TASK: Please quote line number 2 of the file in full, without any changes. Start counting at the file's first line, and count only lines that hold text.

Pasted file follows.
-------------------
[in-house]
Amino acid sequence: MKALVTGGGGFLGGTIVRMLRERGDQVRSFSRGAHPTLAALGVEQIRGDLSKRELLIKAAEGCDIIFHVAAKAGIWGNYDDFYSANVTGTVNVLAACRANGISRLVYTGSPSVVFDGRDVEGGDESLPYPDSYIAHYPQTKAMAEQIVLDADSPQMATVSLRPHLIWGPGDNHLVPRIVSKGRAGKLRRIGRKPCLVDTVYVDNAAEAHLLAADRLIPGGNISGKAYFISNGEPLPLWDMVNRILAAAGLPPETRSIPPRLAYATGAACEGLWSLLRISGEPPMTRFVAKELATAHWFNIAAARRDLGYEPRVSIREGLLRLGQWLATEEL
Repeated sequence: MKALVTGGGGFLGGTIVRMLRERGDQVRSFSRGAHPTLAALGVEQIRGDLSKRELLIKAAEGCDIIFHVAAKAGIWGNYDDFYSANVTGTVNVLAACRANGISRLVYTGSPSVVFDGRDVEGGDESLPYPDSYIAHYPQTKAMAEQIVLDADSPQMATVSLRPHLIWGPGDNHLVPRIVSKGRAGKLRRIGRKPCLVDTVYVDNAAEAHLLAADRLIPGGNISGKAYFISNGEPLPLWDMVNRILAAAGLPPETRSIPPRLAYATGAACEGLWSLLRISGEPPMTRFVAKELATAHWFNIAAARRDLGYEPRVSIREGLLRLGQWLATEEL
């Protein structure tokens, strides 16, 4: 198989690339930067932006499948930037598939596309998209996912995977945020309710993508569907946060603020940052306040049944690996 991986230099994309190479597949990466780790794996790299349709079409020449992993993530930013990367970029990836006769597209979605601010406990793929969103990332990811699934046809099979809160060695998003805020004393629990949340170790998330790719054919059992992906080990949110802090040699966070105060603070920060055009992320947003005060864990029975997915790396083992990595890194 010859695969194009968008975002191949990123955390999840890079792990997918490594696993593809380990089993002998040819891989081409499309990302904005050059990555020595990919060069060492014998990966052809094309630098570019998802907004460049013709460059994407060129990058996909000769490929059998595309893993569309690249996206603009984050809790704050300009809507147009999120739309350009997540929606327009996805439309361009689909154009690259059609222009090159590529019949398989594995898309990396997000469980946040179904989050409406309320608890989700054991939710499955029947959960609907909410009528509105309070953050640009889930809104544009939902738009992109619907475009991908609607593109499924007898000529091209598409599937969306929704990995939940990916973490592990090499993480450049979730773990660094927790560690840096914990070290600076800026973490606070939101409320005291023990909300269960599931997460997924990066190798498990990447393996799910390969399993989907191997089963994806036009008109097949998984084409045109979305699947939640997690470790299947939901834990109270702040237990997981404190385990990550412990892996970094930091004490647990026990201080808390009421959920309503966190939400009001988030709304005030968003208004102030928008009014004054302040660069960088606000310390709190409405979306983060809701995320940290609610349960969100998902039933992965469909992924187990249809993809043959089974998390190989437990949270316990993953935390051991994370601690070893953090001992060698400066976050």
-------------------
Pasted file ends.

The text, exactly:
Amino acid sequence: MKALVTGGGGFLGGTIVRMLRERGDQVRSFSRGAHPTLAALGVEQIRGDLSKRELLIKAAEGCDIIFHVAAKAGIWGNYDDFYSANVTGTVNVLAACRANGISRLVYTGSPSVVFDGRDVEGGDESLPYPDSYIAHYPQTKAMAEQIVLDADSPQMATVSLRPHLIWGPGDNHLVPRIVSKGRAGKLRRIGRKPCLVDTVYVDNAAEAHLLAADRLIPGGNISGKAYFISNGEPLPLWDMVNRILAAAGLPPETRSIPPRLAYATGAACEGLWSLLRISGEPPMTRFVAKELATAHWFNIAAARRDLGYEPRVSIREGLLRLGQWLATEEL